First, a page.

Through the miracle of my region-free dvd player, I watched the screen adaptation of Tey's The Franchise Affair over the weekend.  After its release, the 1952 New York Times reviewer called it "an hour and a half of sheer boredom," which was pretty much Mr. Film Critic's take on it.  (Mr. Film Critic is my husband, who is a good enough sport to sit with me through a lot of these old films, although he prefers comedy films and isn't really an old movie fan, although to his credit, he loved Double Indemnity when we went to a special TCM special screening a few months ago.)  My complaint is that a LOT of what makes Tey's  novel so great gets lost in translation when it hit the big screen.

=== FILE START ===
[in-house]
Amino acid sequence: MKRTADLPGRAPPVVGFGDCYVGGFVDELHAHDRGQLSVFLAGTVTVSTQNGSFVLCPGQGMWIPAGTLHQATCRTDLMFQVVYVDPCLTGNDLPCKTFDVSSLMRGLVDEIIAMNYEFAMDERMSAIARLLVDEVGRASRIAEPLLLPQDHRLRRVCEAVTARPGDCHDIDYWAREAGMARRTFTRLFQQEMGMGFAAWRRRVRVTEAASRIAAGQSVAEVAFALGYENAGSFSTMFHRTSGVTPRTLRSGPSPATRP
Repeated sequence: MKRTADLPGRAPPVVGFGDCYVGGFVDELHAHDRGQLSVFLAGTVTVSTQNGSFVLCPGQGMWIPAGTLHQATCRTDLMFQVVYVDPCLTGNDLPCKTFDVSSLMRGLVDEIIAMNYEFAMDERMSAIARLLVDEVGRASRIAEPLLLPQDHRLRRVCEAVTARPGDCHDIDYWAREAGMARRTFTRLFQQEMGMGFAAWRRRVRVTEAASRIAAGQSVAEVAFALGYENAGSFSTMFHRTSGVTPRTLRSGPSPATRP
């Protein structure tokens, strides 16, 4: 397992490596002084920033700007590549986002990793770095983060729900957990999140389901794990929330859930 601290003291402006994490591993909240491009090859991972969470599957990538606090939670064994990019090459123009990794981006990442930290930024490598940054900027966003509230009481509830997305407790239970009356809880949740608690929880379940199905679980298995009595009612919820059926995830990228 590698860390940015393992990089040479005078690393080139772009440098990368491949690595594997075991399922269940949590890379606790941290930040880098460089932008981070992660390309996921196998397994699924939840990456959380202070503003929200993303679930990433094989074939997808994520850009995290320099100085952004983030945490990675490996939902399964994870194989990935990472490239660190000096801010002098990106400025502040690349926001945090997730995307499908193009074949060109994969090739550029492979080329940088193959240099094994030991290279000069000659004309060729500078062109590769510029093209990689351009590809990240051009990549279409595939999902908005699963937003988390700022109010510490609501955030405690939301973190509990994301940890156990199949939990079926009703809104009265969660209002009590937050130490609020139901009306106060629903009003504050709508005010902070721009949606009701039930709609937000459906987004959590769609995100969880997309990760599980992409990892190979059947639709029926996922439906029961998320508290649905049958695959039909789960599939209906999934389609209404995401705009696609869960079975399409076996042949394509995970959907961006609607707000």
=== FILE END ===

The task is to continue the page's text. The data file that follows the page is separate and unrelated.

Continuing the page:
I get that screenwriters can't possibly get every single nuance of an original story, but in this case, Robert Hall and Lawrence Huntington really missed the boat.  As one example, the big reveal of the case, the part where we discover just what sort of girl our young Betty Kane is, just falls flat, sort of defeating the purpose of the novel; it's also completely rewritten.    Another thing -- the tension that builds throughout the book as readers start to think that attorney Robert Blair is doomed to failure and that these poor women are going to land in prison just isn't there. In the novel you get to a point where you're just praying for some sort of miracle that will save the genteel Sharpes from life of hard time; not so in the movie version.  And one of the biggest scenes in the book is so completely lost in translation so much so that it's not even there.